Scotland has been on the top of my to-visit-list for as long as I can remember. Mainly for two reasons: panda’s and ticking off a nice little box of visiting England, Ireland, Scotland and Wales – I’m a sucker for ticking off a box where-ever I can.

So, when the opportunity came to head up North for New Year’s [Hogmanny] I couldn’t say no. We decided to do a few days in Edinburgh and a few in Glasgow – spending the time split exploring the different cities and attending to prior personal commitments that sparked the booking of the trip in the first place.

Edinburgh; the start, was the more cultural, explore and tourist part of the trip, with Glasgow being left for relaxation, food and ultimately preparing to ring in the new year in one of the infamous New Year Eve Street Parties, with a zombie [VodkaWodka] in one hand, and potentially an umbrella (it is Scotland after all) in the other.

Still very much in its Christmas festive spirit, the streets of Edinburgh were lined with lights and trees and the Christmas market took its pride place along the river donning chic huts selling mulled wine and cider, kitsch ornaments and seasonal delicacies. Dinner the first night overlooked the Christmas Market in all its entirety with its display of lights reflecting on the walls of the castle letting it glow against the cold winter’s night and creating a beautiful contrary ambience inside the glass conservatory of the rooftop bar and restaurant – Chaophraya. Hidden inside a corporate building, this creative and innovative restaurant have mastered the art of Thai cuisine and hospitality, although the choices for gluten-free were limited, the dishes were incredible moorish and flavourful, paired perfectly with an extensive wine list and an attentive staff.

Passing along the streets of the market the next day to walk up to the castle saw a stop of trips along the way. The first – Camera Obscura and World of Illusions. Known as one of the most visited attractions in the Old Town of Edinburgh the five floored attraction boasts a selection of weird and wonderful exhibitions highlighting the creative use of digital photography, light manipulation and magic, with the most magical view of all at the top – the view across Edinburgh, the castle in situ. Further down the street, you have the aptly named scariest attraction of the city – Edinburgh Dungeons – a 70-minute experience taking you deep within the depths of the city both metaphorically and literally as you wander around the incredibly designed rooms, corridors and rivers experiencing life in the past and the horrid realities citizens went through. From interactive displays, rides and more, it truly is a must visit and of course, the castle, which takes pride place overlooking the city is always a cultural must-visit for archaeological design and history-steeped within every crevice.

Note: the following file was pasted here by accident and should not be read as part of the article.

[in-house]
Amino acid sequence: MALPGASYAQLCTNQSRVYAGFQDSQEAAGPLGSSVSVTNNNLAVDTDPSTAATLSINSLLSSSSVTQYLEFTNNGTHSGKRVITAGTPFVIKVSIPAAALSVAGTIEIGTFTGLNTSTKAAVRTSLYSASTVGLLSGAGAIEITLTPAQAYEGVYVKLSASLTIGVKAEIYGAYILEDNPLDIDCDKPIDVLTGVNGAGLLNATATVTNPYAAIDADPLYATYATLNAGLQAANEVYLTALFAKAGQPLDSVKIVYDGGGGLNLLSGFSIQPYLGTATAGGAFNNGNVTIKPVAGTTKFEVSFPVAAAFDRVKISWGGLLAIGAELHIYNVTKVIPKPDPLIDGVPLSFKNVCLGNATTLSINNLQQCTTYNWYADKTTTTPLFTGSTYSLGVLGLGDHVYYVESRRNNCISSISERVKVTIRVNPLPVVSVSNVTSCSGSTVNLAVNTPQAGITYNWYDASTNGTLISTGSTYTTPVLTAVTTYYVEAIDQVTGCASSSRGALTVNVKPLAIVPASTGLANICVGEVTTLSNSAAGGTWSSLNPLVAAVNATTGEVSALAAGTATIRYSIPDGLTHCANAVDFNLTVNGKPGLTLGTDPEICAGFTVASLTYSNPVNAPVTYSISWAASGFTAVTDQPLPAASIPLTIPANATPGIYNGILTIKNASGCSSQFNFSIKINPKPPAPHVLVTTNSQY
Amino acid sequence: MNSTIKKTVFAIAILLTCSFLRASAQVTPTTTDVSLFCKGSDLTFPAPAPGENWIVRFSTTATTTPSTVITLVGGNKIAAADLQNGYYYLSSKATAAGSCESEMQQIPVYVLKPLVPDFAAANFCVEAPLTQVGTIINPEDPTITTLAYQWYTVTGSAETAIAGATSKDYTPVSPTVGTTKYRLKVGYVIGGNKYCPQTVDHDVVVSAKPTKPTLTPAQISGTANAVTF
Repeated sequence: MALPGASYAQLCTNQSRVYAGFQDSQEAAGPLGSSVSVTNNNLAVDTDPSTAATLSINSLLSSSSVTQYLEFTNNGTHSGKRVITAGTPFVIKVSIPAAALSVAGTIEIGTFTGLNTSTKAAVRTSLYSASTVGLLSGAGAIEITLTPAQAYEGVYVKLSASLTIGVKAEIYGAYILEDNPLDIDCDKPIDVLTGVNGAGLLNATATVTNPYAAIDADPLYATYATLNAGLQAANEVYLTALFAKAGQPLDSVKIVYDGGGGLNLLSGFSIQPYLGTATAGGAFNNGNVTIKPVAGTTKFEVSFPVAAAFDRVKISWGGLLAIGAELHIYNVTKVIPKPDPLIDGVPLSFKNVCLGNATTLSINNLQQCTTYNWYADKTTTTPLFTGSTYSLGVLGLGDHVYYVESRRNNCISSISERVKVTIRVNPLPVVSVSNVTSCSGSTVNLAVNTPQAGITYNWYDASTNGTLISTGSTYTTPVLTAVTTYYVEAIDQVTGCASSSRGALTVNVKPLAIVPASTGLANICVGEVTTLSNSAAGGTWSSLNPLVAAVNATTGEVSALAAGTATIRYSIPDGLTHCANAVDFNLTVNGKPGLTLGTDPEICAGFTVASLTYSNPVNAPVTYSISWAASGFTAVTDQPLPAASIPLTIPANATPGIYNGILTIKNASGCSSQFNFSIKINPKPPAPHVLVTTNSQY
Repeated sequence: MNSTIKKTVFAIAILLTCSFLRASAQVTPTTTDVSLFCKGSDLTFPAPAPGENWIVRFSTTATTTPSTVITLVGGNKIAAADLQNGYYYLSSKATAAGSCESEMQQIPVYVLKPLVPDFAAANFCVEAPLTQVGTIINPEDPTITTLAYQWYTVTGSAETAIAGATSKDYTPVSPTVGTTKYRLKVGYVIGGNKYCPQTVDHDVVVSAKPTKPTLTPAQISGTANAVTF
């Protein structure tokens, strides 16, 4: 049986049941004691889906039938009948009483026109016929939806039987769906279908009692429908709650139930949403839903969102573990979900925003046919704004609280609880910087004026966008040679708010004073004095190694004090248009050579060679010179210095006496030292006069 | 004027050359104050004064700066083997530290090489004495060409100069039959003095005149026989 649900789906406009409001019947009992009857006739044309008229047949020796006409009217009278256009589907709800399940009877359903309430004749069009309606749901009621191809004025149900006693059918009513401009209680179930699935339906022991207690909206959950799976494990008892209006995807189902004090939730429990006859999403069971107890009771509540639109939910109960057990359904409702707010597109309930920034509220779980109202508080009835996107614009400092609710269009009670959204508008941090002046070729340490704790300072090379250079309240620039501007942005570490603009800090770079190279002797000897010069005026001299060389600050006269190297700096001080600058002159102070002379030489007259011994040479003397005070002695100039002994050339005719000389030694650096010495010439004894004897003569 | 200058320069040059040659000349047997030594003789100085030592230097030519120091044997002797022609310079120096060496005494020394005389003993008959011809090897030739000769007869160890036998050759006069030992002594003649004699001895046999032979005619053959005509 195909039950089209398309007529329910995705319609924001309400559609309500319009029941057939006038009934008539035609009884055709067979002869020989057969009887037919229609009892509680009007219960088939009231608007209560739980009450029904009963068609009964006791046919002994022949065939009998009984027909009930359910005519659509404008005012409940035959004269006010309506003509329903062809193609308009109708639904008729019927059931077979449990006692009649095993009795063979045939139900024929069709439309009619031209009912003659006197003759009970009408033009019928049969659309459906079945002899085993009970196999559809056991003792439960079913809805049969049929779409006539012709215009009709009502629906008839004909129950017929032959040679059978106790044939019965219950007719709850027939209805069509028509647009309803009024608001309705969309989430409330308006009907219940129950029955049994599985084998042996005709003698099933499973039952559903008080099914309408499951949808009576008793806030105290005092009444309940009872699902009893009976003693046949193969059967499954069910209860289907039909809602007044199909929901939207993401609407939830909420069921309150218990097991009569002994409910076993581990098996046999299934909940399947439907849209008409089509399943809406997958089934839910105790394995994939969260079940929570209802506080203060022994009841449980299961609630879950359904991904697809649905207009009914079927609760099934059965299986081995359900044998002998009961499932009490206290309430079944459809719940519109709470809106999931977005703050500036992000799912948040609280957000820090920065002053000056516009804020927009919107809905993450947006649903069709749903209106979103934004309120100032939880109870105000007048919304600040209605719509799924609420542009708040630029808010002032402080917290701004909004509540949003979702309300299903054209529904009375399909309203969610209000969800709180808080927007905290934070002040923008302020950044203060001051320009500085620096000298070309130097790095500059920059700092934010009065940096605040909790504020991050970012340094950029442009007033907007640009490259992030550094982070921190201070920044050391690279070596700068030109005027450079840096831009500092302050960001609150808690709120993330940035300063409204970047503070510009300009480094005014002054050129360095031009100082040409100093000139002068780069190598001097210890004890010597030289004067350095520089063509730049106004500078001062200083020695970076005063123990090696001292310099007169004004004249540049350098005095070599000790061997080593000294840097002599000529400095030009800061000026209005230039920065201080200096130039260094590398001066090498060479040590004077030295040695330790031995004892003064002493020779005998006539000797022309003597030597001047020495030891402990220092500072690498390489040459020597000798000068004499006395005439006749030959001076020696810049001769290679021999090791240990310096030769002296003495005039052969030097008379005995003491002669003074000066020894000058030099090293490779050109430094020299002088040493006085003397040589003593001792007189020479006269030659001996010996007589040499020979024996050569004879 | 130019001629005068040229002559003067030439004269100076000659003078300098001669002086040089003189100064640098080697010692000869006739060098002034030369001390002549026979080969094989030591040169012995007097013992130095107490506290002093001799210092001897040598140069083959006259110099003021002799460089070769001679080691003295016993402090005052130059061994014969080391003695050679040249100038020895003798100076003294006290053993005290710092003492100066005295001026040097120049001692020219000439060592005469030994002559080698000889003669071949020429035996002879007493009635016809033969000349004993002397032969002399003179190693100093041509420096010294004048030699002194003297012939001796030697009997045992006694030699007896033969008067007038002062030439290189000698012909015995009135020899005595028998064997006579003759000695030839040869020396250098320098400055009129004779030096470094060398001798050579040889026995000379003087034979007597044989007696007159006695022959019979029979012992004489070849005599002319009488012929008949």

Speaking of must-visits, Dishoom is one of these. If you have never been lucky to grab a table at their London venues, then it’s definitely worth the trek up to Edinburgh. No queue, no pre-book, just a walk-in, sit, stuff and leave. But perhaps we were just lucky so please do your research before booking the next flight to Scotland.

Dishoom has been one of those places I have been dying to eat at since it first hit the culinary scene, but could never be bothered to queue for, a hangry Amanda needs feeding ASAP. A selection of dishes, both meat and veg all with their own unique USP’s ordered and a Raspberry Bellini to cheers upon, Dishoom has already hit a few top marks. Their unique décor and extensive gluten-free menu left a lot of hard decisions to be made. Oven cracked potatoes with tzatziki dip, chicken kebabs lovingly flame grilled with chili and lime, buttered spice vegetables and pomegranate pepper coleslaw are just among a few of the dishes that really made me lick my plate clean and hit one of the top restaurants of 2018 I had had the pleasure of dining at.

And finally, no trip to Scotland is complete without a visit to Edinburgh Zoo, home to the UK’s only pandas: Tian Tian and Yang Guang amongst a wide variety of birds and other animals with multiple walk-through inclusions including pelicans, penguins, lemurs, monkeys and more. With over 80 acres of hillside, incredible views across the city and multiple restaurants and cafés the zoo really is a day in itself and one that I have ranked highly as a favourite moment of the year – panda’s being one of my favourite animals since childhood and seeing one in real life was almost tear-inducing, mostly because we had to go back to the enclosure three times as they were not in the viewing point.

Travelling to Edinburgh in December, of course, meant one thing – cold, but luckily there was no rain or snow and the temperature was a comfortable cosy after layering up with multiple garments. It was easy to navigate around, but of course, very steep and hilly in certain areas, and the trek to the castle was a workout on its own. Flat footwear, scarves and hats donned, and Edinburgh is your oyster, now it’s off to Glasgow.


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